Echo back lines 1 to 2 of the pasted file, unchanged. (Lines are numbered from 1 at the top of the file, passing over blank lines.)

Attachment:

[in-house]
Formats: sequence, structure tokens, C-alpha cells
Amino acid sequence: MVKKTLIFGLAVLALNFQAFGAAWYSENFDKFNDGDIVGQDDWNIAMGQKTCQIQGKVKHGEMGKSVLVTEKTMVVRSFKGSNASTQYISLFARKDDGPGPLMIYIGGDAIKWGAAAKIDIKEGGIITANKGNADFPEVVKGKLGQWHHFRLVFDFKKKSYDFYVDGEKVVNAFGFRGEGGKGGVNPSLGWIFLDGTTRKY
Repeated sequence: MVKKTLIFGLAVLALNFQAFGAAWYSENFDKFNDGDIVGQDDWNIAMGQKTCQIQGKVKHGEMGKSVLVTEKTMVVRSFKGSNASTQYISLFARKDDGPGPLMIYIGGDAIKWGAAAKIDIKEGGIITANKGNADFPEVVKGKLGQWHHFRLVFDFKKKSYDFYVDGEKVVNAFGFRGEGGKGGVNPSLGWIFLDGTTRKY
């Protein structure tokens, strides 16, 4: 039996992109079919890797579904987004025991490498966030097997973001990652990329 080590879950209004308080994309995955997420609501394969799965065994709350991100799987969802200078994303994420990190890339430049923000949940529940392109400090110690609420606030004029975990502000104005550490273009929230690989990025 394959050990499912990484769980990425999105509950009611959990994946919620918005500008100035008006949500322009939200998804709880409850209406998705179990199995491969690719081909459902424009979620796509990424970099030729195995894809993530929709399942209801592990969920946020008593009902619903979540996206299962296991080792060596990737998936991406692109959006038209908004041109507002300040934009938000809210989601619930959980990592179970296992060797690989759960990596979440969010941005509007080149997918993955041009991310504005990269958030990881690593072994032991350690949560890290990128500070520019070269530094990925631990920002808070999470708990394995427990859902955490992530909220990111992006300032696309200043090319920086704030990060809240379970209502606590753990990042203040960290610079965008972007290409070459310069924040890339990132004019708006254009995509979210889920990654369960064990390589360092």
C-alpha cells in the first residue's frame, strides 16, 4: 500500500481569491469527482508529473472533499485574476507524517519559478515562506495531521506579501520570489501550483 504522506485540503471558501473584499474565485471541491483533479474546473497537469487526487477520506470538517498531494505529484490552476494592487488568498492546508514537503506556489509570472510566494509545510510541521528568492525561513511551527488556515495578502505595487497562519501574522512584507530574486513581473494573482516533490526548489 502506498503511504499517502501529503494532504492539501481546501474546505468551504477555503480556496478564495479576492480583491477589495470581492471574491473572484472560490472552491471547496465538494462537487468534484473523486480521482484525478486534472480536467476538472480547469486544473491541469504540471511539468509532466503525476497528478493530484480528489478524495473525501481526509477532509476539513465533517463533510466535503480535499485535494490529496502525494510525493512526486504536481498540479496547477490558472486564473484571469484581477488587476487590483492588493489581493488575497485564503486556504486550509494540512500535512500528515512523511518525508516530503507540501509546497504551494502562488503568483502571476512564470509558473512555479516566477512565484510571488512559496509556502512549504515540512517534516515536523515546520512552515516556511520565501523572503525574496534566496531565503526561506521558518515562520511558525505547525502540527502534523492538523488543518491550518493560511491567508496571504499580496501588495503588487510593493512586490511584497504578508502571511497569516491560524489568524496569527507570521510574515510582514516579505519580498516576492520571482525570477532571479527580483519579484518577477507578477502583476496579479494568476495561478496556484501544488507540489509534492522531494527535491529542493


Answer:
[in-house]
Formats: sequence, structure tokens, C-alpha cells